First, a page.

GO
Loading...

Charitable Giving That Doesn't Lighten Your Wallet

Thomas Northcut | Photodisc | Getty Images

Giving a gift to charity may be your greatest gift of the season — and it doesn't even have to lighten your wallet. When it comes to charitable giving, I follow my father's wisdom. He always said charity should follow the "three T's" — giving of your time, your talent and your treasure. Here are some ways to do just that:

Share your bounty by volunteering your time. Of all the festivities associated with the winter holidays, many people look forward most to a big holiday meal. There's probably a food bank in your community that could greatly use your time to help prepare and serve food over the coming weeks. FeedingAmerica.org can help you find a food bank in your neighborhood.

Offer your professional expertise "pro bono." Calling all doctors, lawyers, accountants, nutritionists, teachers! No matter your profession, if you have an expertise, volunteer your talent for a good cause. The website, idealist.org, is a great place to find volunteer opportunities to share your experience.

A treasure worth giving doesn't have to be a cash gift. You can donate appreciated stock and mutual funds. You can even donate airline miles or credit card reward points you've already earned.

Claim a tax break for charitable gift. If you do give something from your bank account, it can also give a little back to you in the form of a tax deduction. Check the IRS websiteto find out if the charity you are thinking of donating to is a tax-exempt organization, to make sure your gift will qualify for a tax deduction. Generally, to deduct a donation, you must itemize your deductions. Once you make the donation, keep a record. For contributions of $250 or more, you'll need written acknowledgment from the charity. Make your pledge before the end of the year for the donation to count for 2012.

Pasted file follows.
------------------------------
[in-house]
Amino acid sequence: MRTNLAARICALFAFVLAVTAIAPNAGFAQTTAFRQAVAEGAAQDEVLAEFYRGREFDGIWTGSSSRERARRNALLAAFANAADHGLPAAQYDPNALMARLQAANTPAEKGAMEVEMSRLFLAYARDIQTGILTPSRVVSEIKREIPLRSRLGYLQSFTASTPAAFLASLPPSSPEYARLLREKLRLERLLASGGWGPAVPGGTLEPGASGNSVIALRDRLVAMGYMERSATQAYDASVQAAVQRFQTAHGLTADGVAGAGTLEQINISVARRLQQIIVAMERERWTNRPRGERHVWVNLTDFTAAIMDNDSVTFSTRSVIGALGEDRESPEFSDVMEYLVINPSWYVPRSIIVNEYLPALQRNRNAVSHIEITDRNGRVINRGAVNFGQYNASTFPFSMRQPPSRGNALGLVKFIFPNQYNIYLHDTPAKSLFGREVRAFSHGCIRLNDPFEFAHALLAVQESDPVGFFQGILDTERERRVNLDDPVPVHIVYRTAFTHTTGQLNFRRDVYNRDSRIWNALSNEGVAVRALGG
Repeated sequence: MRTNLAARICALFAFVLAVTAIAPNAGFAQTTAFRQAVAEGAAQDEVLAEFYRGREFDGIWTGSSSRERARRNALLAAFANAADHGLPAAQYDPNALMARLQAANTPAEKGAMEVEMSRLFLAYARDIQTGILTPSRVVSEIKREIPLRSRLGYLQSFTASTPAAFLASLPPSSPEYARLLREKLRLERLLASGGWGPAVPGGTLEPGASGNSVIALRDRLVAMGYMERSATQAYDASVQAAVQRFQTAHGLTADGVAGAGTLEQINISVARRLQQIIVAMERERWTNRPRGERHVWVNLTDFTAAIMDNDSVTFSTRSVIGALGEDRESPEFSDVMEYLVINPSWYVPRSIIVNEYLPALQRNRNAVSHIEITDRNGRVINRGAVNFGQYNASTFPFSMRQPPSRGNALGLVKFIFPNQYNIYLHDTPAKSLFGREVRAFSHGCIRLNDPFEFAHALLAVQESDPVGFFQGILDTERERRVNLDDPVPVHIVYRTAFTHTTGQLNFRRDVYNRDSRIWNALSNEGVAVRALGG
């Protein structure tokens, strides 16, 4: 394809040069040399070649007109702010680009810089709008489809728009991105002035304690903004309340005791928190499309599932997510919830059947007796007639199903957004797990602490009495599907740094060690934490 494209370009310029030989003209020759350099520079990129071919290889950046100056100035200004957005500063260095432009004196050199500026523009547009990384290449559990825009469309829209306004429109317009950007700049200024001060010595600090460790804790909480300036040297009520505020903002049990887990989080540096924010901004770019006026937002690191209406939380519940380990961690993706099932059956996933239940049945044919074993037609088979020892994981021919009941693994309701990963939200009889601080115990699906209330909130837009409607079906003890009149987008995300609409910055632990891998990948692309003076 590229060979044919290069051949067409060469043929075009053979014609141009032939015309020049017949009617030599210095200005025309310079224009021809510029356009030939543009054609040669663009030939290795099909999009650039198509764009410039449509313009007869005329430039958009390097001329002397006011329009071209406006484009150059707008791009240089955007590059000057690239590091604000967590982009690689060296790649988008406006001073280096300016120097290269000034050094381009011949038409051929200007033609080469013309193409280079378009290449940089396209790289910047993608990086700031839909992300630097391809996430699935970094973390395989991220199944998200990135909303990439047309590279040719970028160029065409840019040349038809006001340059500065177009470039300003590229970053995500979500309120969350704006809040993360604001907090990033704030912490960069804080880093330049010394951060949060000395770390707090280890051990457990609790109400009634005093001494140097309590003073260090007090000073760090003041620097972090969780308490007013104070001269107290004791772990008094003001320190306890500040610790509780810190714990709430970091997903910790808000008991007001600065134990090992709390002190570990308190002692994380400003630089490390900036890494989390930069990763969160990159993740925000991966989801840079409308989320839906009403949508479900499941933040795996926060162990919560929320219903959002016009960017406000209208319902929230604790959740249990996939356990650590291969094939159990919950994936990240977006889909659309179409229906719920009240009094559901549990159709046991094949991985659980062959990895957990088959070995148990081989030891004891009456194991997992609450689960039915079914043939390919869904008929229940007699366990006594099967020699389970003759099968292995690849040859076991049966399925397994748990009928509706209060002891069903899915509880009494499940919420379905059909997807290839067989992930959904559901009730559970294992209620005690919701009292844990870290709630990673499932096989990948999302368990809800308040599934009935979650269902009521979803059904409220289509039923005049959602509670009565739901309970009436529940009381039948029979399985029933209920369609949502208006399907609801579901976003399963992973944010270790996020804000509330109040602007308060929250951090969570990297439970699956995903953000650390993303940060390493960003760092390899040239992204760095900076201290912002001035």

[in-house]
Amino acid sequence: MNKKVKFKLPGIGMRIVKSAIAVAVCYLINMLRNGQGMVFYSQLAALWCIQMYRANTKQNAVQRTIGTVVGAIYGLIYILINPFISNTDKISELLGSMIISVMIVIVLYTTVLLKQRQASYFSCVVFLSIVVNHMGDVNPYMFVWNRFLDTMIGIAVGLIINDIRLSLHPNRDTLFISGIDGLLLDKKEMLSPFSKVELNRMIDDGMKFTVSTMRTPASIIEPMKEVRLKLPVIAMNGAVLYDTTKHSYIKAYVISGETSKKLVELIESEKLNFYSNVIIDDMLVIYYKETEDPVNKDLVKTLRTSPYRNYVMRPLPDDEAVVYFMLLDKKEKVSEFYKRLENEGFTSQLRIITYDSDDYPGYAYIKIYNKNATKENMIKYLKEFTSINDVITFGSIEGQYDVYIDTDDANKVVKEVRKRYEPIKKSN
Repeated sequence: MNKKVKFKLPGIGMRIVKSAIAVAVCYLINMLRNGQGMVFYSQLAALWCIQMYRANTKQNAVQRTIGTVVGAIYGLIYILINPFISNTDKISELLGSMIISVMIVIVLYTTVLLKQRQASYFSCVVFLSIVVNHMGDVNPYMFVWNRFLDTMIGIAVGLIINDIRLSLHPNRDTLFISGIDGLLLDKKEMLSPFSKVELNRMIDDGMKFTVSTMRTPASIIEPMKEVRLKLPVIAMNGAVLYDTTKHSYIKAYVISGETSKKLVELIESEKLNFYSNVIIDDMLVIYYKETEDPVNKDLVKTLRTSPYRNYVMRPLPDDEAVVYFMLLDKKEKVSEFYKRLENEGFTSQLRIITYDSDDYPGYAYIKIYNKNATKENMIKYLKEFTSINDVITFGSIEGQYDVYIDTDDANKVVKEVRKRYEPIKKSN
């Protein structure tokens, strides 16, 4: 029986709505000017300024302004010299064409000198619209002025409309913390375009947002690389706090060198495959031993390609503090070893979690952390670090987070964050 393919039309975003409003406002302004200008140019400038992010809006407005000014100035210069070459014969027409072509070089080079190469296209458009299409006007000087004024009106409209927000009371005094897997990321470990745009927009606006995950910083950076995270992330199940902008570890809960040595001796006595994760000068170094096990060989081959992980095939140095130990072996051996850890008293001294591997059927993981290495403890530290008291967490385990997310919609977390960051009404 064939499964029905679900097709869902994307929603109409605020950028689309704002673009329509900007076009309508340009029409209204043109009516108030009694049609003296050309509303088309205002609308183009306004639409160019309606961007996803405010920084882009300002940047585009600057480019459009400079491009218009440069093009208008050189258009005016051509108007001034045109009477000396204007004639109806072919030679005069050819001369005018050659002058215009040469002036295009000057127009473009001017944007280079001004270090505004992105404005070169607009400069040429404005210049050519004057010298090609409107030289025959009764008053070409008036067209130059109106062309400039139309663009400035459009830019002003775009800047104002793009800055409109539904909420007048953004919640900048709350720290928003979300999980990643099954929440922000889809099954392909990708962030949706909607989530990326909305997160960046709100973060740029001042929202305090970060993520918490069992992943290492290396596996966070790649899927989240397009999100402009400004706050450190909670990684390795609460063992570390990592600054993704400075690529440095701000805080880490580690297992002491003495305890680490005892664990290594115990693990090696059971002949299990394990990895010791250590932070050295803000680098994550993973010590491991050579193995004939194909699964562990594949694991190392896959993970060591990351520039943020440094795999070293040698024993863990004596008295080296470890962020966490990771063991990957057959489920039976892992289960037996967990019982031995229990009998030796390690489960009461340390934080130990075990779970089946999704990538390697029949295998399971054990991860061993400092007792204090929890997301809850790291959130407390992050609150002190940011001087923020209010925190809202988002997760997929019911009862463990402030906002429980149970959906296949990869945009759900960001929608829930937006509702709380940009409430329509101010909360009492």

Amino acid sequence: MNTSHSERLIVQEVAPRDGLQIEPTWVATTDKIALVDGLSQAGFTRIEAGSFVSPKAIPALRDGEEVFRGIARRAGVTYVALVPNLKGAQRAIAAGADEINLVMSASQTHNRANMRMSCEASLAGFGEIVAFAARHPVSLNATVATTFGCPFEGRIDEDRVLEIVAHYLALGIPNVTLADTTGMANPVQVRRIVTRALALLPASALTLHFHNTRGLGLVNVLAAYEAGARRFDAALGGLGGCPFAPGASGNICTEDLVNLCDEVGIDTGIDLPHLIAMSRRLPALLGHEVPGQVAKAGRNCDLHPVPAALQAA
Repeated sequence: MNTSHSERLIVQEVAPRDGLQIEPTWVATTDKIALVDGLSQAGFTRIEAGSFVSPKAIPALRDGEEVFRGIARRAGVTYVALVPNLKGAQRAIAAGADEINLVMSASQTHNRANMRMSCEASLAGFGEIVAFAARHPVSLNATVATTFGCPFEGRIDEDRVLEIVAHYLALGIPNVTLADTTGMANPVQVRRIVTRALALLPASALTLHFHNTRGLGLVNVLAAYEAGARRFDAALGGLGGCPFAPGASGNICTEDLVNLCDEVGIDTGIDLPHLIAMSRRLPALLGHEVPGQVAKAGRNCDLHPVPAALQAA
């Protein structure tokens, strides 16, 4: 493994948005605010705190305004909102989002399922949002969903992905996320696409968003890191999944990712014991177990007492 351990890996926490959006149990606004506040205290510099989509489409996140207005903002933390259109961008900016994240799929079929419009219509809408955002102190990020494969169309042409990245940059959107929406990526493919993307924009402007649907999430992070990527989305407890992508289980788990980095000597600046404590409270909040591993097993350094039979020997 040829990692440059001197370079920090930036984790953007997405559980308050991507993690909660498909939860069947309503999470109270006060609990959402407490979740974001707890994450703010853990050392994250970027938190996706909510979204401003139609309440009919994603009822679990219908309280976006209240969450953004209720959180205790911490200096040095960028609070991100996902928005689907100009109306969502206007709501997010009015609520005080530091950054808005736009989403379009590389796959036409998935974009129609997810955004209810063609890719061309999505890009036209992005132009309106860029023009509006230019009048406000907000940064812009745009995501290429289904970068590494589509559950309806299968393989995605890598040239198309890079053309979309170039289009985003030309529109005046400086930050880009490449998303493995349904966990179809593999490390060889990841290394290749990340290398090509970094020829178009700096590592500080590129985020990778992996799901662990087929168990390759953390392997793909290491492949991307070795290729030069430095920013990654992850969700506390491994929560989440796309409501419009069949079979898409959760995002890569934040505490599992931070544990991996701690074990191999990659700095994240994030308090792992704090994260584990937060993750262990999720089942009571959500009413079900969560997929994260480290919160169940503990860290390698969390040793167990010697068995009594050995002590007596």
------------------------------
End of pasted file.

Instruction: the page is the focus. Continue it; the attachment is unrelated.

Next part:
Research the charity before giving. Non-profit organizations may use their moneyin a variety of ways. Guidestar.org and Charity Navigator.org rate charities based on several factors, including the organization's financial health and efficiency. You can find out how much of the money goes to the organization's stated cause versus overhead, fundraising, and other costs. Maximize your gift's impact by taking the time to find how the charity gets and spends its money. You want to ensure that your gift is used in the way that you intended.

Follow Sharon Epperson's updates on Twitter: @sharon_epperson.

Contact Personal Finance

  • CNBC NEWSLETTERS

    Get the best of CNBC in your inbox

    To learn more about how we use your information,
    please read our Privacy Policy.
    › Learn More
  • Partner content

Suze Orman Show

$ave Me